Justice for Bhopal victims 'delayed by politics'

Forget about legal battles, help those who are still suffering, says archbishop
Justice for Bhopal victims 'delayed by politics'

A poster used during a march of Bhopal Gas disaster victims commemorating the 30th anniversary of the disaster on Dec. 3, 2014. Survivors of the disaster are currently seeking an early hearing of a curative petition pending in India's Supreme Court. (Photo by AFP)

ucanews.com reporter, Bhopal
India
March 1, 2016
A Catholic archbishop has joined activists demanding the Indian government expedite the processing of a petition seeking additional compensation for victims of the 1984 Bhopal gas tragedy.

"Even after three decades the survivors of the gas tragedy are running from pillar to post for justice but to no avail on account of politicization of the entire issue," said Archbishop Leo Cornelio of Bhopal.

An estimated 5,300 people were eventually killed and more than 500,000 injured when some 40 tons of poisonous mythyl isocyanate leaked from the Union Carbide plant on the outskirts of Bhopal, the capital of the central Indian state of Madhya Pradesh on Dec. 2, 1984. According to activists about 25,000 more have died since then from exposure to the toxic gas and further environmental contamination.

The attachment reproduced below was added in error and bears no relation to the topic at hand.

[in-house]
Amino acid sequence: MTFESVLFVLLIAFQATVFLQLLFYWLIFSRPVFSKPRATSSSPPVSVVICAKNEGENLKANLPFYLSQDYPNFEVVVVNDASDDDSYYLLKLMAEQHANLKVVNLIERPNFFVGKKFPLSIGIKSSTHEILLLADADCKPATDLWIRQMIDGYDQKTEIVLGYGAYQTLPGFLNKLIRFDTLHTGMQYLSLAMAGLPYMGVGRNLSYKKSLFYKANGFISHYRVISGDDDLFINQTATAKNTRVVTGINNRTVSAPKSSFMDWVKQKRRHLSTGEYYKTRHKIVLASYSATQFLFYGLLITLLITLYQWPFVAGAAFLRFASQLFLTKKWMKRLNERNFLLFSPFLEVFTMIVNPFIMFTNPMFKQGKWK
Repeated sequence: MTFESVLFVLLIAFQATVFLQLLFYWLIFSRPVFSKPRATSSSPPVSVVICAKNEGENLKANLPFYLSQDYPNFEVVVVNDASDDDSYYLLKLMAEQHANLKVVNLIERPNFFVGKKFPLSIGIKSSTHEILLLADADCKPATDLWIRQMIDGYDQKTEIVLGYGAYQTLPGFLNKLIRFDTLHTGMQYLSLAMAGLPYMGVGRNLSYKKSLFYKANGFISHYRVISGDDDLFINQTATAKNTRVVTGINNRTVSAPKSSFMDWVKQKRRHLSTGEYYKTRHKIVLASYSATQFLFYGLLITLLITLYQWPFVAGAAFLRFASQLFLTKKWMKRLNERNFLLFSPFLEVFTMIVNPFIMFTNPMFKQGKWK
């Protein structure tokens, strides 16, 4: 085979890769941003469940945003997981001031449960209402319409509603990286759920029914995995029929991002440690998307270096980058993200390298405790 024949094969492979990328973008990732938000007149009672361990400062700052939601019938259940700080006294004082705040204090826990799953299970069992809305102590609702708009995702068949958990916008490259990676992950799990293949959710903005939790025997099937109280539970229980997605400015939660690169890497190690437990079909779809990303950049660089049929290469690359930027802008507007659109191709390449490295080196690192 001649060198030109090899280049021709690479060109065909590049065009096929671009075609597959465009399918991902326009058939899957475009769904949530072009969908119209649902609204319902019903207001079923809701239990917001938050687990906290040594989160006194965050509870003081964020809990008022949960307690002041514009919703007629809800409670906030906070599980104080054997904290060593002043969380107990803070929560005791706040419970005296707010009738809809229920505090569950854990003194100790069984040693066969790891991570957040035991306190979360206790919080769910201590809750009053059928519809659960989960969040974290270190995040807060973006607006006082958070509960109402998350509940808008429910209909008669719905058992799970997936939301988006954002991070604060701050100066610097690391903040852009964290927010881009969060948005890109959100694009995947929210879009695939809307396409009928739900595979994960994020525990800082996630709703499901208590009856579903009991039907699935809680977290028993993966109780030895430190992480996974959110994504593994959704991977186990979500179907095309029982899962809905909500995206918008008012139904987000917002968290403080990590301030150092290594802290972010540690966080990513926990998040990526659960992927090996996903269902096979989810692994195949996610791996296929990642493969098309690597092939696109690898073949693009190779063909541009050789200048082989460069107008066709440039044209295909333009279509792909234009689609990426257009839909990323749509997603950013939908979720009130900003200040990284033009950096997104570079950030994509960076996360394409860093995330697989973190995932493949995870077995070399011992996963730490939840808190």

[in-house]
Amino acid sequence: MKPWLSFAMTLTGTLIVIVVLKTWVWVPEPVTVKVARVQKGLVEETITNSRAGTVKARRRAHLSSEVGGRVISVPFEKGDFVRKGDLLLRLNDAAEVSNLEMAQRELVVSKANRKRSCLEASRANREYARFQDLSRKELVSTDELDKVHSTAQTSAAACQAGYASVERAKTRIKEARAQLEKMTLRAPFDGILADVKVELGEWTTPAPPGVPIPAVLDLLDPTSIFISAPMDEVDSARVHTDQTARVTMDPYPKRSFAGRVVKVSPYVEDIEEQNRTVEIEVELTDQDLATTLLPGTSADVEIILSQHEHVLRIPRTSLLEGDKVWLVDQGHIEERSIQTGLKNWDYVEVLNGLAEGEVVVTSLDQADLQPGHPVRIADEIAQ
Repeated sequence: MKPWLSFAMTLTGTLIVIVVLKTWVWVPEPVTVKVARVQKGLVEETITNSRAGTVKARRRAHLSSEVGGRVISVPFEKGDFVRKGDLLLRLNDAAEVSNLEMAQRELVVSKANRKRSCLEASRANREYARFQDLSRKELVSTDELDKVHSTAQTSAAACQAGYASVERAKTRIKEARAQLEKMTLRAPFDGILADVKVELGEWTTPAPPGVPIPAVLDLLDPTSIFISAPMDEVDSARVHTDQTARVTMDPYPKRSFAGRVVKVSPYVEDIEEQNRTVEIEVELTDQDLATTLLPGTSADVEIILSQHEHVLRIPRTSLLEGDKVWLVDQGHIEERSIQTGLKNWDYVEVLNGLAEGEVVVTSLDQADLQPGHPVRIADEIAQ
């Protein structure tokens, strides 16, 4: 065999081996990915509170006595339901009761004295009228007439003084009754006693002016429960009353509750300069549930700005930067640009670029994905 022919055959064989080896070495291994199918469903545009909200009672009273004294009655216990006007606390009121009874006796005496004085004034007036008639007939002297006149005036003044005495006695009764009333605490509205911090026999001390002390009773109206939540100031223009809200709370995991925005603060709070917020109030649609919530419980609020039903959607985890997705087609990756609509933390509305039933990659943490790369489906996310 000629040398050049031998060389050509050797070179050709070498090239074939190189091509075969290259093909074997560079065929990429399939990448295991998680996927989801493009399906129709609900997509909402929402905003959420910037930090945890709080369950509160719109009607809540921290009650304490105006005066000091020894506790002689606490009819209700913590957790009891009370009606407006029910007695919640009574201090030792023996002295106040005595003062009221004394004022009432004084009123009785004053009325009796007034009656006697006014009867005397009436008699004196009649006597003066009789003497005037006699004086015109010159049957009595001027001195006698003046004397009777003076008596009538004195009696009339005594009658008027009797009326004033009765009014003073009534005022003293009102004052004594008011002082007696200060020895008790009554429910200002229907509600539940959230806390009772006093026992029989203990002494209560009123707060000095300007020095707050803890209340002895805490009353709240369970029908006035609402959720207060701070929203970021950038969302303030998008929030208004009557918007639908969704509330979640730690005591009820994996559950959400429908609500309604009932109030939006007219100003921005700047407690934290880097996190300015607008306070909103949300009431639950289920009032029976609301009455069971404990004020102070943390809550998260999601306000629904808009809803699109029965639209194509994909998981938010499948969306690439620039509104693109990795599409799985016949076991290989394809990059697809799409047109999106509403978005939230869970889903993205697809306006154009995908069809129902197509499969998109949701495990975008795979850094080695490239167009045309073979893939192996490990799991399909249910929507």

"It is high time the government and all stakeholders came together to settle the issues in favor of the suffering people" rather than fighting legal battles, which "serve no good for the victims who continue to suffer and die each day," Archbishop Cornelio told ucanews.com, Feb. 26.

The archbishop's call came a day after the survivors of the disaster launched a campaign asking for an immediate hearing of a petition which is pending in the country's Supreme Court. It requests additional compensation for victims.

The petition for additional compensation has been pending in the Supreme Court for the past five years, said Rashida Bee, an activist working for the gas tragedy victims. "There hasn't been a single hearing yet," she said.

Activists like Bee, allege the federal and state governments have been deliberately delaying a hearing to avoid the issue of further compensation.

Union Carbide made an out-of-court settlement and paid the Indian government US$470 million as compensation to victims in 1989.

Sign up to receive UCAN Daily Full Bulletin
Thank you. You are now signed up to our Daily Full Bulletin newsletter
© Copyright 2018, UCANews.com All rights reserved
© Copyright 2018, Union of Catholic Asian News Limited. All rights reserved
Expect for any fair dealing permitted under the Hong Kong Copyright Ordinance.
No part of this publication may be reproduced by any means without prior permission.